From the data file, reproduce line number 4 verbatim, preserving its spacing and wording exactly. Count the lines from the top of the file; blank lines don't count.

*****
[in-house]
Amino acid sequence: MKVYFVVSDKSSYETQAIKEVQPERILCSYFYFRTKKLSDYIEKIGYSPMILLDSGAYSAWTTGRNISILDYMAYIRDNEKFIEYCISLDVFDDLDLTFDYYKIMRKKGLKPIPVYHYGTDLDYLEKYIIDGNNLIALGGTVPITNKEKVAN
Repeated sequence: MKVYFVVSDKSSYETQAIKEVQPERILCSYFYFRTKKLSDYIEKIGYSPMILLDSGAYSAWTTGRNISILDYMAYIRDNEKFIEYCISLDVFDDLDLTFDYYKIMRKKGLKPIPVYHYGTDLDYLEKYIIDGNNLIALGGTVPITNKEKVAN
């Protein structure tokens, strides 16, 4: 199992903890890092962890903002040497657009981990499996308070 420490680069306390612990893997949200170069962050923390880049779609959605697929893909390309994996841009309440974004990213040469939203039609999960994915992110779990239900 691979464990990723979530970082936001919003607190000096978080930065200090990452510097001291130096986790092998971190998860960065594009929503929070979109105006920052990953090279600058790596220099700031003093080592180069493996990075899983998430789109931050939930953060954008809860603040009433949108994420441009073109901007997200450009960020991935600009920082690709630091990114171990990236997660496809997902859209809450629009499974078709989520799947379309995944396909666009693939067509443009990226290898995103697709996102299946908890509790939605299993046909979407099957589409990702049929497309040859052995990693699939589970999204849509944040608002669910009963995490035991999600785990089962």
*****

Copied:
């Protein structure tokens, strides 16, 4: 199992903890890092962890903002040497657009981990499996308070 420490680069306390612990893997949200170069962050923390880049779609959605697929893909390309994996841009309440974004990213040469939203039609999960994915992110779990239900 691979464990990723979530970082936001919003607190000096978080930065200090990452510097001291130096986790092998971190998860960065594009929503929070979109105006920052990953090279600058790596220099700031003093080592180069493996990075899983998430789109931050939930953060954008809860603040009433949108994420441009073109901007997200450009960020991935600009920082690709630091990114171990990236997660496809997902859209809450629009499974078709989520799947379309995944396909666009693939067509443009990226290898995103697709996102299946908890509790939605299993046909979407099957589409990702049929497309040859052995990693699939589970999204849509944040608002669910009963995490035991999600785990089962």